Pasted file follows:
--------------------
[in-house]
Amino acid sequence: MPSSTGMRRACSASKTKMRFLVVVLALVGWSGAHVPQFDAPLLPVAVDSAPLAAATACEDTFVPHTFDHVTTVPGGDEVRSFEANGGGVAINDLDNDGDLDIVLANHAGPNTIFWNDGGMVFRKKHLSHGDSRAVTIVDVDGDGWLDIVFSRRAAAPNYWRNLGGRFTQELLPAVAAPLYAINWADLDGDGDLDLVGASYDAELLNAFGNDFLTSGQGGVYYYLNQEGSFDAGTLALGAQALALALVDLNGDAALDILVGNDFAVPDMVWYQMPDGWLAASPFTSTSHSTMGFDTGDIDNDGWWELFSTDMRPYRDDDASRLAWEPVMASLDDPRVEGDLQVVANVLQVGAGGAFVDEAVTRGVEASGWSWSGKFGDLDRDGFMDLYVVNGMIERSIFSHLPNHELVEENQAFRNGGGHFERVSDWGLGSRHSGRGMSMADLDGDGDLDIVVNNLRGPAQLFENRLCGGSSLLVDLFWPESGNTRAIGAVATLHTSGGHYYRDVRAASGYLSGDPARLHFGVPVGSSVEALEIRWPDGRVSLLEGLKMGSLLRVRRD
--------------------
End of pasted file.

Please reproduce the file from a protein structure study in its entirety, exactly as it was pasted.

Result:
[in-house]
Amino acid sequence: MPSSTGMRRACSASKTKMRFLVVVLALVGWSGAHVPQFDAPLLPVAVDSAPLAAATACEDTFVPHTFDHVTTVPGGDEVRSFEANGGGVAINDLDNDGDLDIVLANHAGPNTIFWNDGGMVFRKKHLSHGDSRAVTIVDVDGDGWLDIVFSRRAAAPNYWRNLGGRFTQELLPAVAAPLYAINWADLDGDGDLDLVGASYDAELLNAFGNDFLTSGQGGVYYYLNQEGSFDAGTLALGAQALALALVDLNGDAALDILVGNDFAVPDMVWYQMPDGWLAASPFTSTSHSTMGFDTGDIDNDGWWELFSTDMRPYRDDDASRLAWEPVMASLDDPRVEGDLQVVANVLQVGAGGAFVDEAVTRGVEASGWSWSGKFGDLDRDGFMDLYVVNGMIERSIFSHLPNHELVEENQAFRNGGGHFERVSDWGLGSRHSGRGMSMADLDGDGDLDIVVNNLRGPAQLFENRLCGGSSLLVDLFWPESGNTRAIGAVATLHTSGGHYYRDVRAASGYLSGDPARLHFGVPVGSSVEALEIRWPDGRVSLLEGLKMGSLLRVRRD